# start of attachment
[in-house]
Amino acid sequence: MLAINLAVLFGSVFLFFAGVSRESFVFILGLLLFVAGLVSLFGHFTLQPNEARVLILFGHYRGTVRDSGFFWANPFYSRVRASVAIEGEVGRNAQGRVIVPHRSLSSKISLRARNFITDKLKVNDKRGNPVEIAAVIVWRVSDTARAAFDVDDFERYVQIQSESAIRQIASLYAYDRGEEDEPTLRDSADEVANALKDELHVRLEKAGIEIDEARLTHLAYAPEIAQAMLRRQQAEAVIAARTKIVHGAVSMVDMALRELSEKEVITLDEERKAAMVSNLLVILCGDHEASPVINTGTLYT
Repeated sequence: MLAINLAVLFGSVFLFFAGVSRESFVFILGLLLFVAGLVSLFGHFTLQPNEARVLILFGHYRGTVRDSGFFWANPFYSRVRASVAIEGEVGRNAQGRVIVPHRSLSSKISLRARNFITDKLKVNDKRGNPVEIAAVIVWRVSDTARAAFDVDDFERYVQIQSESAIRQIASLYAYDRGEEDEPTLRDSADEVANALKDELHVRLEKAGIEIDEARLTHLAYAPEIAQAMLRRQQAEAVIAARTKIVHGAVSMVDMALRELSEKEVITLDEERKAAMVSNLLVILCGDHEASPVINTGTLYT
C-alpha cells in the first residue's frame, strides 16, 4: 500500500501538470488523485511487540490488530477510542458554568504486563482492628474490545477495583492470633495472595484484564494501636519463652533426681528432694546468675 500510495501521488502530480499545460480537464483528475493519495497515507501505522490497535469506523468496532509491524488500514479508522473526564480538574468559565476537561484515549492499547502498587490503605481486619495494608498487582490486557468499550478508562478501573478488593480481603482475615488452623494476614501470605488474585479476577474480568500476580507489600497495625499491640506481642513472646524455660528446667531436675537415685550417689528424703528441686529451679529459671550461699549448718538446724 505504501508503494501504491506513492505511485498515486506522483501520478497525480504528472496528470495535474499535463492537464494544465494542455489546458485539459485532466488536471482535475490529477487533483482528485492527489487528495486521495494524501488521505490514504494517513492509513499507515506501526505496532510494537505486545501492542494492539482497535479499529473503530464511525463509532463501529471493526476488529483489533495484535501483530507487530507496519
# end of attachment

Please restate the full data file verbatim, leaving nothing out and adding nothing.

[in-house]
Amino acid sequence: MLAINLAVLFGSVFLFFAGVSRESFVFILGLLLFVAGLVSLFGHFTLQPNEARVLILFGHYRGTVRDSGFFWANPFYSRVRASVAIEGEVGRNAQGRVIVPHRSLSSKISLRARNFITDKLKVNDKRGNPVEIAAVIVWRVSDTARAAFDVDDFERYVQIQSESAIRQIASLYAYDRGEEDEPTLRDSADEVANALKDELHVRLEKAGIEIDEARLTHLAYAPEIAQAMLRRQQAEAVIAARTKIVHGAVSMVDMALRELSEKEVITLDEERKAAMVSNLLVILCGDHEASPVINTGTLYT
Repeated sequence: MLAINLAVLFGSVFLFFAGVSRESFVFILGLLLFVAGLVSLFGHFTLQPNEARVLILFGHYRGTVRDSGFFWANPFYSRVRASVAIEGEVGRNAQGRVIVPHRSLSSKISLRARNFITDKLKVNDKRGNPVEIAAVIVWRVSDTARAAFDVDDFERYVQIQSESAIRQIASLYAYDRGEEDEPTLRDSADEVANALKDELHVRLEKAGIEIDEARLTHLAYAPEIAQAMLRRQQAEAVIAARTKIVHGAVSMVDMALRELSEKEVITLDEERKAAMVSNLLVILCGDHEASPVINTGTLYT
C-alpha cells in the first residue's frame, strides 16, 4: 500500500501538470488523485511487540490488530477510542458554568504486563482492628474490545477495583492470633495472595484484564494501636519463652533426681528432694546468675 500510495501521488502530480499545460480537464483528475493519495497515507501505522490497535469506523468496532509491524488500514479508522473526564480538574468559565476537561484515549492499547502498587490503605481486619495494608498487582490486557468499550478508562478501573478488593480481603482475615488452623494476614501470605488474585479476577474480568500476580507489600497495625499491640506481642513472646524455660528446667531436675537415685550417689528424703528441686529451679529459671550461699549448718538446724 505504501508503494501504491506513492505511485498515486506522483501520478497525480504528472496528470495535474499535463492537464494544465494542455489546458485539459485532466488536471482535475490529477487533483482528485492527489487528495486521495494524501488521505490514504494517513492509513499507515506501526505496532510494537505486545501492542494492539482497535479499529473503530464511525463509532463501529471493526476488529483489533495484535501483530507487530507496519